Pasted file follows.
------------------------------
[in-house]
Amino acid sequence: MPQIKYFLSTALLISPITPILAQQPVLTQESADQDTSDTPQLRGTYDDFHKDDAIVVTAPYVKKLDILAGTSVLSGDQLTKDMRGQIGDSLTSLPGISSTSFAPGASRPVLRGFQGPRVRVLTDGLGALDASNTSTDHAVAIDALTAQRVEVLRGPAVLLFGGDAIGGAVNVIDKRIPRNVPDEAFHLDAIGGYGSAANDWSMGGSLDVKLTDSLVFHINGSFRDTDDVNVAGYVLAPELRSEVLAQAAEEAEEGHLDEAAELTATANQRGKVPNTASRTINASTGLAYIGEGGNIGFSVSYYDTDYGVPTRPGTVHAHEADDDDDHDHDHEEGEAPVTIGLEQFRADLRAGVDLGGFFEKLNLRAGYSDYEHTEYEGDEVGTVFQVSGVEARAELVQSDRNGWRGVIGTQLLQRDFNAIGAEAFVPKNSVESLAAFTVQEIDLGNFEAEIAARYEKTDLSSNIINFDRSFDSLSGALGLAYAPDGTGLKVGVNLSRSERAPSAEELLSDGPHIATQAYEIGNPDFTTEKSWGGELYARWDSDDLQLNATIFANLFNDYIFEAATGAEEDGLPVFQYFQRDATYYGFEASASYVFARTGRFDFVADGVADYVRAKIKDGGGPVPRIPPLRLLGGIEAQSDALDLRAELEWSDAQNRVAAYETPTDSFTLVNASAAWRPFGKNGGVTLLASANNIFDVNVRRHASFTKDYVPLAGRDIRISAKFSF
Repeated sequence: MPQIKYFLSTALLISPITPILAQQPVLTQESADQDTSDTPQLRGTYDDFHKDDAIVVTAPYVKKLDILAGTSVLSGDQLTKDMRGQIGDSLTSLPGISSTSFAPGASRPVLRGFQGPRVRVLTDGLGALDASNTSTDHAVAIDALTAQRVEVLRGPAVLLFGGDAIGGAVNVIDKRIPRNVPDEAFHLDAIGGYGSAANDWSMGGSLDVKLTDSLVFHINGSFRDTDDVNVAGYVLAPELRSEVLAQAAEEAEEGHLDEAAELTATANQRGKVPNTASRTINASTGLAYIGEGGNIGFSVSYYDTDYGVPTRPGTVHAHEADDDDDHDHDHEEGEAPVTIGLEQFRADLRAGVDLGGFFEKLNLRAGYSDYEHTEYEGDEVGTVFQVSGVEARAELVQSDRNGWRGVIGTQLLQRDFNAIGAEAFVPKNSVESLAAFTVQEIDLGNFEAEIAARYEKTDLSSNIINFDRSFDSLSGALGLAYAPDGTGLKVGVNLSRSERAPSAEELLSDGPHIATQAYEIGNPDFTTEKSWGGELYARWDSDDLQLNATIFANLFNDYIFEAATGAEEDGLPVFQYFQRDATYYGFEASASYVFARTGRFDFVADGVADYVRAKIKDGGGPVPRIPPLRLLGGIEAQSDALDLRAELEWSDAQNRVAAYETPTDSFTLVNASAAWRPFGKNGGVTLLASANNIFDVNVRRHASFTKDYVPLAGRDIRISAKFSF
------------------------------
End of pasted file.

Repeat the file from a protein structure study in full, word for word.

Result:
[in-house]
Amino acid sequence: MPQIKYFLSTALLISPITPILAQQPVLTQESADQDTSDTPQLRGTYDDFHKDDAIVVTAPYVKKLDILAGTSVLSGDQLTKDMRGQIGDSLTSLPGISSTSFAPGASRPVLRGFQGPRVRVLTDGLGALDASNTSTDHAVAIDALTAQRVEVLRGPAVLLFGGDAIGGAVNVIDKRIPRNVPDEAFHLDAIGGYGSAANDWSMGGSLDVKLTDSLVFHINGSFRDTDDVNVAGYVLAPELRSEVLAQAAEEAEEGHLDEAAELTATANQRGKVPNTASRTINASTGLAYIGEGGNIGFSVSYYDTDYGVPTRPGTVHAHEADDDDDHDHDHEEGEAPVTIGLEQFRADLRAGVDLGGFFEKLNLRAGYSDYEHTEYEGDEVGTVFQVSGVEARAELVQSDRNGWRGVIGTQLLQRDFNAIGAEAFVPKNSVESLAAFTVQEIDLGNFEAEIAARYEKTDLSSNIINFDRSFDSLSGALGLAYAPDGTGLKVGVNLSRSERAPSAEELLSDGPHIATQAYEIGNPDFTTEKSWGGELYARWDSDDLQLNATIFANLFNDYIFEAATGAEEDGLPVFQYFQRDATYYGFEASASYVFARTGRFDFVADGVADYVRAKIKDGGGPVPRIPPLRLLGGIEAQSDALDLRAELEWSDAQNRVAAYETPTDSFTLVNASAAWRPFGKNGGVTLLASANNIFDVNVRRHASFTKDYVPLAGRDIRISAKFSF
Repeated sequence: MPQIKYFLSTALLISPITPILAQQPVLTQESADQDTSDTPQLRGTYDDFHKDDAIVVTAPYVKKLDILAGTSVLSGDQLTKDMRGQIGDSLTSLPGISSTSFAPGASRPVLRGFQGPRVRVLTDGLGALDASNTSTDHAVAIDALTAQRVEVLRGPAVLLFGGDAIGGAVNVIDKRIPRNVPDEAFHLDAIGGYGSAANDWSMGGSLDVKLTDSLVFHINGSFRDTDDVNVAGYVLAPELRSEVLAQAAEEAEEGHLDEAAELTATANQRGKVPNTASRTINASTGLAYIGEGGNIGFSVSYYDTDYGVPTRPGTVHAHEADDDDDHDHDHEEGEAPVTIGLEQFRADLRAGVDLGGFFEKLNLRAGYSDYEHTEYEGDEVGTVFQVSGVEARAELVQSDRNGWRGVIGTQLLQRDFNAIGAEAFVPKNSVESLAAFTVQEIDLGNFEAEIAARYEKTDLSSNIINFDRSFDSLSGALGLAYAPDGTGLKVGVNLSRSERAPSAEELLSDGPHIATQAYEIGNPDFTTEKSWGGELYARWDSDDLQLNATIFANLFNDYIFEAATGAEEDGLPVFQYFQRDATYYGFEASASYVFARTGRFDFVADGVADYVRAKIKDGGGPVPRIPPLRLLGGIEAQSDALDLRAELEWSDAQNRVAAYETPTDSFTLVNASAAWRPFGKNGGVTLLASANNIFDVNVRRHASFTKDYVPLAGRDIRISAKFSF